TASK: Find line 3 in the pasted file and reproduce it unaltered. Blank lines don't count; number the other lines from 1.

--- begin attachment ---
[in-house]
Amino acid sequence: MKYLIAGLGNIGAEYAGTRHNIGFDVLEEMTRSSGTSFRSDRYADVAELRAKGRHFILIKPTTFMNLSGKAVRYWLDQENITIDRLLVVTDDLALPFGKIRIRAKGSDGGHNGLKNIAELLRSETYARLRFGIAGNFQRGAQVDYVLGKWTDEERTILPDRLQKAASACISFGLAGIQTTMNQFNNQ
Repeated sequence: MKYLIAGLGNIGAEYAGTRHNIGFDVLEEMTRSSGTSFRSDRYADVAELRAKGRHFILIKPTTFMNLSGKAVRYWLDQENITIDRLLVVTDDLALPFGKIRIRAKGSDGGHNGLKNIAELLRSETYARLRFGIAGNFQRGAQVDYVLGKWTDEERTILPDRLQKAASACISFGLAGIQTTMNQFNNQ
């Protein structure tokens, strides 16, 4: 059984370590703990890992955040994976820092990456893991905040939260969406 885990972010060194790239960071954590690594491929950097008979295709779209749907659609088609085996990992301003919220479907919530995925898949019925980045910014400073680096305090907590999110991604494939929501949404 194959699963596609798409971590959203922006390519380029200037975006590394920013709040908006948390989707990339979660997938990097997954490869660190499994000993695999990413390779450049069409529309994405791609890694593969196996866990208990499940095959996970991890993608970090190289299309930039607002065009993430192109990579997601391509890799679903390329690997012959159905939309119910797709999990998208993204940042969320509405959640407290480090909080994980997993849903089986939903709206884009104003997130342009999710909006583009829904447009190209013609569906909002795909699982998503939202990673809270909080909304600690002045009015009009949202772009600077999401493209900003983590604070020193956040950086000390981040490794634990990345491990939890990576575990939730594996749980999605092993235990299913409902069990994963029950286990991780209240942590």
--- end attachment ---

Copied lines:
Repeated sequence: MKYLIAGLGNIGAEYAGTRHNIGFDVLEEMTRSSGTSFRSDRYADVAELRAKGRHFILIKPTTFMNLSGKAVRYWLDQENITIDRLLVVTDDLALPFGKIRIRAKGSDGGHNGLKNIAELLRSETYARLRFGIAGNFQRGAQVDYVLGKWTDEERTILPDRLQKAASACISFGLAGIQTTMNQFNNQ